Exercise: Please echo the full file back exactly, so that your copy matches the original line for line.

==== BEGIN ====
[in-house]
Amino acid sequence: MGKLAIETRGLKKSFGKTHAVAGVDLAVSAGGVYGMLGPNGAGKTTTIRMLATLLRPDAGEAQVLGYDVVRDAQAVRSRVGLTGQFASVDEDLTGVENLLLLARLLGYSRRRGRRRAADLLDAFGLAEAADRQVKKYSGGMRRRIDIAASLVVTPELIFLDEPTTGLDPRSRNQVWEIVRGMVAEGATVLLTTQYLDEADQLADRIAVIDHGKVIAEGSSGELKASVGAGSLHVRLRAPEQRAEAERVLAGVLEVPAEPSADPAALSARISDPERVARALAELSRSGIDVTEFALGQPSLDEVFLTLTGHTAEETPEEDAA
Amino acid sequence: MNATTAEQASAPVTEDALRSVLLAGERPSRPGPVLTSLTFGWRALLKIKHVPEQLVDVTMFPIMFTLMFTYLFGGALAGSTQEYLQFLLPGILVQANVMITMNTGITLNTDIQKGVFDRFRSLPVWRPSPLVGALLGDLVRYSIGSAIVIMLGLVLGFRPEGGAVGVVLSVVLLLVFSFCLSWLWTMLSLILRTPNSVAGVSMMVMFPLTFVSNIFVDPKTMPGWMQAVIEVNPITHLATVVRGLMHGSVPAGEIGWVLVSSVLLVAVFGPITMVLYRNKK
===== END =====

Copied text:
[in-house]
Amino acid sequence: MGKLAIETRGLKKSFGKTHAVAGVDLAVSAGGVYGMLGPNGAGKTTTIRMLATLLRPDAGEAQVLGYDVVRDAQAVRSRVGLTGQFASVDEDLTGVENLLLLARLLGYSRRRGRRRAADLLDAFGLAEAADRQVKKYSGGMRRRIDIAASLVVTPELIFLDEPTTGLDPRSRNQVWEIVRGMVAEGATVLLTTQYLDEADQLADRIAVIDHGKVIAEGSSGELKASVGAGSLHVRLRAPEQRAEAERVLAGVLEVPAEPSADPAALSARISDPERVARALAELSRSGIDVTEFALGQPSLDEVFLTLTGHTAEETPEEDAA
Amino acid sequence: MNATTAEQASAPVTEDALRSVLLAGERPSRPGPVLTSLTFGWRALLKIKHVPEQLVDVTMFPIMFTLMFTYLFGGALAGSTQEYLQFLLPGILVQANVMITMNTGITLNTDIQKGVFDRFRSLPVWRPSPLVGALLGDLVRYSIGSAIVIMLGLVLGFRPEGGAVGVVLSVVLLLVFSFCLSWLWTMLSLILRTPNSVAGVSMMVMFPLTFVSNIFVDPKTMPGWMQAVIEVNPITHLATVVRGLMHGSVPAGEIGWVLVSSVLLVAVFGPITMVLYRNKK